There is a lot of interest around record labels these days and there are bands like Radiohead and Oasis which are trying to shift the balance of power. They are trying to move the power from the record labels to the people. But aside from that there is also a shift of power inside record labels.
[tag]Madonna[/tag]’s deal to abandon Warner Music for concert promoter Live Nation signals more than just a tectonic shift in the music distribution business. The core benefit to Live Nation of the $120-million recording and touring contract with the pop superstar is the opportunity to tap into concert, recording, merchandising and other lucrative revenue streams. But don’t discount the role that lowly ticket fees play.
The ticket buyers are probably going to be annoyed by the $5 or more in convenience and delivery fees that they have to pay for every every ticket ordered online or over the phone, but they’ve proven to be a gold mine for Ticketmaster, a unit of IAC/InterActiveCorp. Diller, chairman and chief executive of IAC said that “We’ve invested hundreds of millions of dollars in our infrastructure. Let someone else make these investments and get into ticketing,” and “It’ll be good for us and interesting for them.”. It is a bit interesting but it does not sound like something that good. But that remains to be noticed by the ticket buyers.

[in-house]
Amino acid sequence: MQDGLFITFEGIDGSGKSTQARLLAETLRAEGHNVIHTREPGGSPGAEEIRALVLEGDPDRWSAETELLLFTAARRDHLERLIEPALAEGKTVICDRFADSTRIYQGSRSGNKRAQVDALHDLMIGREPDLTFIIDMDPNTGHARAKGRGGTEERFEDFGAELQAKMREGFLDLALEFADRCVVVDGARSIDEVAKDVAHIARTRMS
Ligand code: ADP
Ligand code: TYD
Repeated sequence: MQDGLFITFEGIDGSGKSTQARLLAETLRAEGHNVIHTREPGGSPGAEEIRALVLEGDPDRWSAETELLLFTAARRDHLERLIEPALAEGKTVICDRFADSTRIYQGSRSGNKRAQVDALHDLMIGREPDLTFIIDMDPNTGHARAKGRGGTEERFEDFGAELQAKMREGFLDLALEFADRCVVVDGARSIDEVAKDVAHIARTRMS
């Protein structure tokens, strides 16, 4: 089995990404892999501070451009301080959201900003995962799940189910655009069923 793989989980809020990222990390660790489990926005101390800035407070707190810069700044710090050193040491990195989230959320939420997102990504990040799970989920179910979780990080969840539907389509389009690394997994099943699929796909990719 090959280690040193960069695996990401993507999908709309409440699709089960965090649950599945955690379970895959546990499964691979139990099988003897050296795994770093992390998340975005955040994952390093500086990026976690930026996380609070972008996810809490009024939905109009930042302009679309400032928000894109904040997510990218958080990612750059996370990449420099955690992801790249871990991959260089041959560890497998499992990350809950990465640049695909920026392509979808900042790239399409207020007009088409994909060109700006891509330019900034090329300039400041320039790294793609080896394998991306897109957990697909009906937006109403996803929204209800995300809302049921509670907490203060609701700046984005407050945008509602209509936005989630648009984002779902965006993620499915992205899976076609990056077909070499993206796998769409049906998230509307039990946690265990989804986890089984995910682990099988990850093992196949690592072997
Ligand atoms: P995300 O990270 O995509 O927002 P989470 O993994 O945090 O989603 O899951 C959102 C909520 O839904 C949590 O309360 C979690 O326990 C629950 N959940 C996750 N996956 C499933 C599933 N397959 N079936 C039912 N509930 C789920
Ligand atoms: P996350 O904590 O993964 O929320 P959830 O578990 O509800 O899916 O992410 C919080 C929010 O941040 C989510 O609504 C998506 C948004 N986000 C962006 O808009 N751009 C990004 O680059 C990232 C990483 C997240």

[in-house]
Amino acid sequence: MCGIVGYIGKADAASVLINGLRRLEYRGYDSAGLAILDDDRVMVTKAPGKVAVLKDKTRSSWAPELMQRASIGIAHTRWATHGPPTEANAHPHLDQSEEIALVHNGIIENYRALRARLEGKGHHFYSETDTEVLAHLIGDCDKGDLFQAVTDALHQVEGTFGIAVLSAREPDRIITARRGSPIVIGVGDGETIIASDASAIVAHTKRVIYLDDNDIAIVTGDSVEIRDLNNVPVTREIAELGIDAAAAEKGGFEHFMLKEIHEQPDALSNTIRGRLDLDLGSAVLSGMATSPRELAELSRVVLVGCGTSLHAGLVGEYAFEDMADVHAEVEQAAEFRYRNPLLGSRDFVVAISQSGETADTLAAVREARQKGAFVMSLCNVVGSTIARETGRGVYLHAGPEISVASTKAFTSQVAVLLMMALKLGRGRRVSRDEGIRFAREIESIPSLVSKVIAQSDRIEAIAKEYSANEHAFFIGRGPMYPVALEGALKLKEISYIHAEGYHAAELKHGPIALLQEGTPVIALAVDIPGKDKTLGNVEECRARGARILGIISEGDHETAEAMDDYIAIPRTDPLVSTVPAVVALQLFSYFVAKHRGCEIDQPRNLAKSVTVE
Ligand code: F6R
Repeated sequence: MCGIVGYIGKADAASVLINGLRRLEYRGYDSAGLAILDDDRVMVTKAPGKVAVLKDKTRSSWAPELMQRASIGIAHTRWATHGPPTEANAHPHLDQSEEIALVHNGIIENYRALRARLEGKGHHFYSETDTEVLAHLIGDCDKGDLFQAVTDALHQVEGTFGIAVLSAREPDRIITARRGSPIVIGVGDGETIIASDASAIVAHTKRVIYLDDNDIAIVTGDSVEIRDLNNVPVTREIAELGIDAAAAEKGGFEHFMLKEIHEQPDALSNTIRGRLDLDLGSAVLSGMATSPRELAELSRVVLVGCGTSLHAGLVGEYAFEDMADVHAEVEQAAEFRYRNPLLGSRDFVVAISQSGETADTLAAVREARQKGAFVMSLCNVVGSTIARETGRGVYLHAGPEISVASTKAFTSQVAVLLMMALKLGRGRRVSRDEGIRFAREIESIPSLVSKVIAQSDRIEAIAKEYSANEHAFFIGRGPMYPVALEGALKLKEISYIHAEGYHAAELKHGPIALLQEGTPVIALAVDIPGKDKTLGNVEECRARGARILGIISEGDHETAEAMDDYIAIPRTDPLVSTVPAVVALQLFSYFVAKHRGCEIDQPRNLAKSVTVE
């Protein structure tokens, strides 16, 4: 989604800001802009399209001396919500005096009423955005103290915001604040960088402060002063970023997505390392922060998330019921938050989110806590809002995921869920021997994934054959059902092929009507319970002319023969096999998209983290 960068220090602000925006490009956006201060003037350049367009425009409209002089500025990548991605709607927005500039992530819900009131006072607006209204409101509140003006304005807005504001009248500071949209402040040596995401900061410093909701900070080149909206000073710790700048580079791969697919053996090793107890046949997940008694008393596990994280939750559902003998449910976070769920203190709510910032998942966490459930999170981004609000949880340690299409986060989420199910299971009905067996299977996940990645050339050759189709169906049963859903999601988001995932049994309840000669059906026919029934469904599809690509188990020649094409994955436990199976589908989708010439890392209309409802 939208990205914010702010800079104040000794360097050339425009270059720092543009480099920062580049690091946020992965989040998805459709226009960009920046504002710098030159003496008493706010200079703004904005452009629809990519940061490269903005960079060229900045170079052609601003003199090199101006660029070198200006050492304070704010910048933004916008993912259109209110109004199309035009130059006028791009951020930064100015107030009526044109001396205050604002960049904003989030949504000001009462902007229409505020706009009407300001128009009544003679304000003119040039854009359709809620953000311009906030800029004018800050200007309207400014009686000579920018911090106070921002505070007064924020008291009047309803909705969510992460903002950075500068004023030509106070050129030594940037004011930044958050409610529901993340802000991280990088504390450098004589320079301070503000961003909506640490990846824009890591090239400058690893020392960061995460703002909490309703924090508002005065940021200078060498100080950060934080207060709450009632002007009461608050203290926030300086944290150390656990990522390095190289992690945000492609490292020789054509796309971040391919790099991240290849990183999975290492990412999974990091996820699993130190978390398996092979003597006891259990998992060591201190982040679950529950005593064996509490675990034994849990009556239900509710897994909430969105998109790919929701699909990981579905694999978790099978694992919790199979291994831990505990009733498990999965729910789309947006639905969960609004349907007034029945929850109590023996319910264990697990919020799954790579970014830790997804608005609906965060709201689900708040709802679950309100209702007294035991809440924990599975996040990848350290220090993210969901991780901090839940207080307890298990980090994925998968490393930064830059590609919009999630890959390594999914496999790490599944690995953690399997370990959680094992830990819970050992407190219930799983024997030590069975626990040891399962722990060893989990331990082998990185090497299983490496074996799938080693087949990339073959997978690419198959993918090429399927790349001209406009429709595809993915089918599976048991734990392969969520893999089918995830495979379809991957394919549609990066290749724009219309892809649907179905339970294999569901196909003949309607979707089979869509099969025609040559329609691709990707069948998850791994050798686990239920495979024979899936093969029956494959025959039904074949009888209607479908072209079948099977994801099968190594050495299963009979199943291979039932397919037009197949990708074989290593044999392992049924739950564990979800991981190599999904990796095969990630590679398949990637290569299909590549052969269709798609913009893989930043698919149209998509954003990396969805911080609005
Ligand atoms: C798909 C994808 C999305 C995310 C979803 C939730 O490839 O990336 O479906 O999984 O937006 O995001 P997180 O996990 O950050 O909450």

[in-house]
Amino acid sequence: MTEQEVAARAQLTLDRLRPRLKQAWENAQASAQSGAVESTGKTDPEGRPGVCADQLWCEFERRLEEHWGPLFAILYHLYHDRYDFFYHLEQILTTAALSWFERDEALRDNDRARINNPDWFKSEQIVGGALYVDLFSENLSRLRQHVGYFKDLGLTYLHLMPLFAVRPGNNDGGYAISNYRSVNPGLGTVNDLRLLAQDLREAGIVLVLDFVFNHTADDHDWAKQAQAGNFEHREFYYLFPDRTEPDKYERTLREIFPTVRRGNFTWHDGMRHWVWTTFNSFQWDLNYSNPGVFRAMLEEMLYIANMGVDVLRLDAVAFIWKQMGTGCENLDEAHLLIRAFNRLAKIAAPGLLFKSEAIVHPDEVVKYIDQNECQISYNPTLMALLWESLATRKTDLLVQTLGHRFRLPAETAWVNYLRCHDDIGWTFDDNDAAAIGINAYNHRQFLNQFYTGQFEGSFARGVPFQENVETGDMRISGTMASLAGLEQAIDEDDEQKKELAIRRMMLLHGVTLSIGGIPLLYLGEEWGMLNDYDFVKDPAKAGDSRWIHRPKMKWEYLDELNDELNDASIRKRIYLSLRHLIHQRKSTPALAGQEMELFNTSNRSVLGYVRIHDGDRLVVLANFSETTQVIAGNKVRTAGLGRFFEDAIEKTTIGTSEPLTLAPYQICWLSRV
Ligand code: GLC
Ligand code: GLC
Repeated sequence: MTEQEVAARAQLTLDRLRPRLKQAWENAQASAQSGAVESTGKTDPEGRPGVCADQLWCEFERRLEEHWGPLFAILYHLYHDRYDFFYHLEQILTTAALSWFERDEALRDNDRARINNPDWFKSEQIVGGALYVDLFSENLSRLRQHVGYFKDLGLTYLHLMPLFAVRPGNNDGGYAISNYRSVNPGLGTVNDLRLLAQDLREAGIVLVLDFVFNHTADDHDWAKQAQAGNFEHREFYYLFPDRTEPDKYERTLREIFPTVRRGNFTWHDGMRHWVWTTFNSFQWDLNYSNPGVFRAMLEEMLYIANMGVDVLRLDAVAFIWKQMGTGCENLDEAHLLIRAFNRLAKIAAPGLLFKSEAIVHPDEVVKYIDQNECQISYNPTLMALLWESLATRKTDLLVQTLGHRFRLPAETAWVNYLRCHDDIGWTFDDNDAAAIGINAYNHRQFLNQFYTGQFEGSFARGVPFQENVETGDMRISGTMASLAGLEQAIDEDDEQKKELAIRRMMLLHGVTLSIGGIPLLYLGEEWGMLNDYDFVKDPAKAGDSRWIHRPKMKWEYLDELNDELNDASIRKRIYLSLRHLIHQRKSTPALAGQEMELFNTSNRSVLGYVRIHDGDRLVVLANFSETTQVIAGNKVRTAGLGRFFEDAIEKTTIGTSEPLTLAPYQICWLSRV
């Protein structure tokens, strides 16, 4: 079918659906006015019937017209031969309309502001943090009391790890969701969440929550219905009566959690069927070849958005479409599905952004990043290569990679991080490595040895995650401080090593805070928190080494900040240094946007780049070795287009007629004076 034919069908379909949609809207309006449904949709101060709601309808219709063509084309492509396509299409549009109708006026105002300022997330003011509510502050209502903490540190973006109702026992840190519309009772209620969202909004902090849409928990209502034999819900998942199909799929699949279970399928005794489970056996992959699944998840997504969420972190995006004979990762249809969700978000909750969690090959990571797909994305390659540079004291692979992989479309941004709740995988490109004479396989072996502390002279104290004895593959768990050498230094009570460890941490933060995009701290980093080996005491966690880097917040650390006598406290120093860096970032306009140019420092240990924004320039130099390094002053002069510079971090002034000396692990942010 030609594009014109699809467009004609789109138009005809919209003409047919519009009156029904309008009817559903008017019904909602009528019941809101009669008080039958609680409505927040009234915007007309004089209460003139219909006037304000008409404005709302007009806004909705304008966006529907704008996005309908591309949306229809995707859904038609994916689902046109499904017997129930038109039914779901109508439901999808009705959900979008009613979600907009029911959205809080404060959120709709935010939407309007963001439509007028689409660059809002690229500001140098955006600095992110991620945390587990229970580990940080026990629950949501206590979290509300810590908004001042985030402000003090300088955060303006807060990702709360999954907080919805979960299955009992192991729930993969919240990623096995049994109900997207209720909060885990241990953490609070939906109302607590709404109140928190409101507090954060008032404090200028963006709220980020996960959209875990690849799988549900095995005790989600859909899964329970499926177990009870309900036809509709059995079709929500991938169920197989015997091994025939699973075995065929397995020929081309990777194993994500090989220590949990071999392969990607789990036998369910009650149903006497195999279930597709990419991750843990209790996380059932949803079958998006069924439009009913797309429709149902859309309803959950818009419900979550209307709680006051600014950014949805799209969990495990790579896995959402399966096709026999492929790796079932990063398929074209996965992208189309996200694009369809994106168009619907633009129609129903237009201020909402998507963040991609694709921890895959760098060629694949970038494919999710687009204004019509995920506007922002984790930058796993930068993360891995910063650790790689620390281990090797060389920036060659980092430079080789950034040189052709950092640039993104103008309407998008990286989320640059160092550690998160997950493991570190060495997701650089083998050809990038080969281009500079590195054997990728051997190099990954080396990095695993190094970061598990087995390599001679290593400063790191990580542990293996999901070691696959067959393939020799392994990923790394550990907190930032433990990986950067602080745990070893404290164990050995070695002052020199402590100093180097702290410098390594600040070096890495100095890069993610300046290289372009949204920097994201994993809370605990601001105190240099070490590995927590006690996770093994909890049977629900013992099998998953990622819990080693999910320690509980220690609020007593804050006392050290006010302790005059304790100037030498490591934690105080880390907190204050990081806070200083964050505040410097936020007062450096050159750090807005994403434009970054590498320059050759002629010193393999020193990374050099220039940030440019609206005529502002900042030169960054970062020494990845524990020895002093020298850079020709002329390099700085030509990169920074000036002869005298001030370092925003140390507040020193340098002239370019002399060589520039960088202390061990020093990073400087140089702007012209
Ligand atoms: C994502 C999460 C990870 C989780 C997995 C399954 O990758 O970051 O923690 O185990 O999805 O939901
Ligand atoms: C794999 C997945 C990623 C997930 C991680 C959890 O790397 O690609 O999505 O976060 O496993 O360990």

Madonna’s management told Warner Music last week that the 49-year-old pop singer would accept Live Nation’s offer after the record company refused to match the deal, a person familiar with the confidential contract negotiations told The Associated Press on Wednesday. Things are moving and how this is going to affect the other behind the scene interests is hard to say. The rise of a secondary market for tickets has brought new players to the industry, including EBay subsidiary StubHub and Tickets.com, which is owned by Major League Baseball’s Advanced Media LP. Things are heating up.